Castleman statue’s fate in hands of Louisville judge

Louisville also argued it does not need outside authority to permanently remove the statue.
Published: Jun. 21, 2023 at 6:22 PM EDT|Updated: Jun. 21, 2023 at 6:23 PM EDT
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LOUISVILLE, Ky. (WAVE) - A Kentucky Supreme Court win may not be enough to put the John Castleman statue back up in Cherokee Triangle.

The Friends of Louisville Public Art want a judge to order the city to reinstall the statue. The city argued a decision like that would be a waste of time and tax dollars.

The Assistant County Attorney told the court Louisville filed Tuesday with the Landmarks Commission to have the John Castleman statue kept out of Cherokee Triangle for good.

In a legal twist, the city said there’s nothing anyone can do to stop it.

“We’ve had time to take a look with fresh eyes and fresh people to take a look at the law,” Assistant County Attorney Anne Scholtz said.

The city said it found state law gives it the ultimate authority to decide what to do with statues, like other public property.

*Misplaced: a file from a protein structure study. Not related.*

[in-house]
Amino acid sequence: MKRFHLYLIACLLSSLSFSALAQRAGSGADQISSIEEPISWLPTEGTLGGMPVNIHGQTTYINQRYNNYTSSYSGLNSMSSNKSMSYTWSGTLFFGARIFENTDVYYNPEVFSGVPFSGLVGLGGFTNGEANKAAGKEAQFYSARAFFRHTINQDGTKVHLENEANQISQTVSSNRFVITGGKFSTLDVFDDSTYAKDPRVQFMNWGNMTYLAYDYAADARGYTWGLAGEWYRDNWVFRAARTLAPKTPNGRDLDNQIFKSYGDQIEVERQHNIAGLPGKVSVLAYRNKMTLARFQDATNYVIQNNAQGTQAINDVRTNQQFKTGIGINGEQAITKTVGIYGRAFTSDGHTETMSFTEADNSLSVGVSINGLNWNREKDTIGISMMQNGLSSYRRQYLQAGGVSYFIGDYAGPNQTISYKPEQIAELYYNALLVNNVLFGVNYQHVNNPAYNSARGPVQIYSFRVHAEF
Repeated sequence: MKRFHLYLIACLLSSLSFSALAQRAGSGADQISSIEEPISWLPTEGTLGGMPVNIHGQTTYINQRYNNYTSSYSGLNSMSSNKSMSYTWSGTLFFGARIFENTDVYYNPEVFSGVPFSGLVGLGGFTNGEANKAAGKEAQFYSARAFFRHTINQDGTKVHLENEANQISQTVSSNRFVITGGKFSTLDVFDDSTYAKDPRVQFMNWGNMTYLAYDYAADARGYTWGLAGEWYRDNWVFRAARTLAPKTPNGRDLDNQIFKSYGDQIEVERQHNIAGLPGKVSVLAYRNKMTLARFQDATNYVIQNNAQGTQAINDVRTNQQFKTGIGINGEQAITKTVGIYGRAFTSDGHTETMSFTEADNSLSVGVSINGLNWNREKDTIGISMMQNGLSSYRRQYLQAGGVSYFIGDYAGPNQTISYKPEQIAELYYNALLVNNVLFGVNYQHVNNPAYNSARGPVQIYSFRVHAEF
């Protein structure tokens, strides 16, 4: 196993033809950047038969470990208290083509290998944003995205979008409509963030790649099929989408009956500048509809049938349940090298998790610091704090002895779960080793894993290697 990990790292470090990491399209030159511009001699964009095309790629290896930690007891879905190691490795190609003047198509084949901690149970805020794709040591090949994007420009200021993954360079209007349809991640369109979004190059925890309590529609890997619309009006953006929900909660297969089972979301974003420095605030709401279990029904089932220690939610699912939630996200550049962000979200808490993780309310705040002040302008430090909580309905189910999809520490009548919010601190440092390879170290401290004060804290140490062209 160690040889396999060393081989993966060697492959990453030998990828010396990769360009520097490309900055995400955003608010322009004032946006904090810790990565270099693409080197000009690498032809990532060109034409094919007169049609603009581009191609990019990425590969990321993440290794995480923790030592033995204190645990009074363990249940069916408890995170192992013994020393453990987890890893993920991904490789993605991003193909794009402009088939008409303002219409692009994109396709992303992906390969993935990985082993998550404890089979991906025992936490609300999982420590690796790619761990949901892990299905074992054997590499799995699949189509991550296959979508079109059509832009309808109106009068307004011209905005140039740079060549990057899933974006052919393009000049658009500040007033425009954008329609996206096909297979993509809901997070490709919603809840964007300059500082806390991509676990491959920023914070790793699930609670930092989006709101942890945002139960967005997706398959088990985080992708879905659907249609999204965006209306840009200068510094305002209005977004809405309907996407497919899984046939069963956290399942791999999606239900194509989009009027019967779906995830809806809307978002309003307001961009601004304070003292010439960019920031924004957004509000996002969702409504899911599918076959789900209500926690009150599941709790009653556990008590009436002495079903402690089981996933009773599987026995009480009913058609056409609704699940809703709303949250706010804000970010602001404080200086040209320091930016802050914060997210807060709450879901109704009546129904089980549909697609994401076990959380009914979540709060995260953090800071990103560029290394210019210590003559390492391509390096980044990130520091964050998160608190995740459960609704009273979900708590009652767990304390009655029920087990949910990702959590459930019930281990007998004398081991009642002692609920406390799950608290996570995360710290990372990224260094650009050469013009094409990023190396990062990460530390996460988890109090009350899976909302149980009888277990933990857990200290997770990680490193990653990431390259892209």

It said the law says it doesn’t need the approval of the city landmarks commission to keep John Castleman off his pedestal.

Scholtz said the city has already filed documents to start the final removal process.

“This process will be completed within the next six weeks,” Scholtz said.

“They’ve had plenty of chance to have new eyes and new ideas and come up with this charade called sovereign immunity,” Friends of Louisville Public Art Attorney Steve Porter said.

He said the city’s argument is baloney, claiming the city followed its process when it decided to remove the Castleman statue and it shouldn’t get to say that process doesn’t matter now.

“They rejected sovereign immunity and said this is a legitimate application when they made it,” Porter said.

The judge did not rule Wednesday but said she would issue a decision quickly.

The city said it would take six months to clean up the statue, repair it, and reinstall it. It filed its permanent removal cases with the Landmarks and Planning Commissions Tuesday.

Porter said Friends of Louisville Public Art will fight on.

“We’ll probably do something to say these filings are in violation of the Kentucky Supreme Court and therefore shouldn’t even be accepted,” Porter said.

The city’s applications to permanently remove Castleman are set for July 30 and August 3.